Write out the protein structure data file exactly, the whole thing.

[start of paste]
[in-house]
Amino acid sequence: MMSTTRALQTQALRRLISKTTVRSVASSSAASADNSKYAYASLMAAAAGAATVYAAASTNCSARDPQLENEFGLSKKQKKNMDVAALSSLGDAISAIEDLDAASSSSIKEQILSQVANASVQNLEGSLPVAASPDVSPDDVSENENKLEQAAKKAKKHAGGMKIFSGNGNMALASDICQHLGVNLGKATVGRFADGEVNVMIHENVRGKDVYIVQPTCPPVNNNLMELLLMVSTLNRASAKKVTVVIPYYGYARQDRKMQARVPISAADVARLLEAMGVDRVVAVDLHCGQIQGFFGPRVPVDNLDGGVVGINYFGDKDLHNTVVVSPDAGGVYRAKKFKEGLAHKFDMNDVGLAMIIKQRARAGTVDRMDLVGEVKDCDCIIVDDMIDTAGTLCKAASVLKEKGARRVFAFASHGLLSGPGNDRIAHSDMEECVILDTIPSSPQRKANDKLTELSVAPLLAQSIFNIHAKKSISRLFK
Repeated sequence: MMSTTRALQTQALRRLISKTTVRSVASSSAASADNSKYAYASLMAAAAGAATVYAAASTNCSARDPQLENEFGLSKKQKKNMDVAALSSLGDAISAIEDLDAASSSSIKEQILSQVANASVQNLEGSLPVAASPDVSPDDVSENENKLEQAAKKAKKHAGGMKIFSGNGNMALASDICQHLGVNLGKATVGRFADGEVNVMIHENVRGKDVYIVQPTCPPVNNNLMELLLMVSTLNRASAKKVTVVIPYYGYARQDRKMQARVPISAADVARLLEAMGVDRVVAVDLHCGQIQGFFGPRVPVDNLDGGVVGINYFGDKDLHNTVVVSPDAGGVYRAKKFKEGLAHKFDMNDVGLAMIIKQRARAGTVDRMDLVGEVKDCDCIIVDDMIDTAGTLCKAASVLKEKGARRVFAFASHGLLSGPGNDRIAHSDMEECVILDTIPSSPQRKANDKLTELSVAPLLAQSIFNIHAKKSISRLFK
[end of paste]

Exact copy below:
[in-house]
Amino acid sequence: MMSTTRALQTQALRRLISKTTVRSVASSSAASADNSKYAYASLMAAAAGAATVYAAASTNCSARDPQLENEFGLSKKQKKNMDVAALSSLGDAISAIEDLDAASSSSIKEQILSQVANASVQNLEGSLPVAASPDVSPDDVSENENKLEQAAKKAKKHAGGMKIFSGNGNMALASDICQHLGVNLGKATVGRFADGEVNVMIHENVRGKDVYIVQPTCPPVNNNLMELLLMVSTLNRASAKKVTVVIPYYGYARQDRKMQARVPISAADVARLLEAMGVDRVVAVDLHCGQIQGFFGPRVPVDNLDGGVVGINYFGDKDLHNTVVVSPDAGGVYRAKKFKEGLAHKFDMNDVGLAMIIKQRARAGTVDRMDLVGEVKDCDCIIVDDMIDTAGTLCKAASVLKEKGARRVFAFASHGLLSGPGNDRIAHSDMEECVILDTIPSSPQRKANDKLTELSVAPLLAQSIFNIHAKKSISRLFK
Repeated sequence: MMSTTRALQTQALRRLISKTTVRSVASSSAASADNSKYAYASLMAAAAGAATVYAAASTNCSARDPQLENEFGLSKKQKKNMDVAALSSLGDAISAIEDLDAASSSSIKEQILSQVANASVQNLEGSLPVAASPDVSPDDVSENENKLEQAAKKAKKHAGGMKIFSGNGNMALASDICQHLGVNLGKATVGRFADGEVNVMIHENVRGKDVYIVQPTCPPVNNNLMELLLMVSTLNRASAKKVTVVIPYYGYARQDRKMQARVPISAADVARLLEAMGVDRVVAVDLHCGQIQGFFGPRVPVDNLDGGVVGINYFGDKDLHNTVVVSPDAGGVYRAKKFKEGLAHKFDMNDVGLAMIIKQRARAGTVDRMDLVGEVKDCDCIIVDDMIDTAGTLCKAASVLKEKGARRVFAFASHGLLSGPGNDRIAHSDMEECVILDTIPSSPQRKANDKLTELSVAPLLAQSIFNIHAKKSISRLFK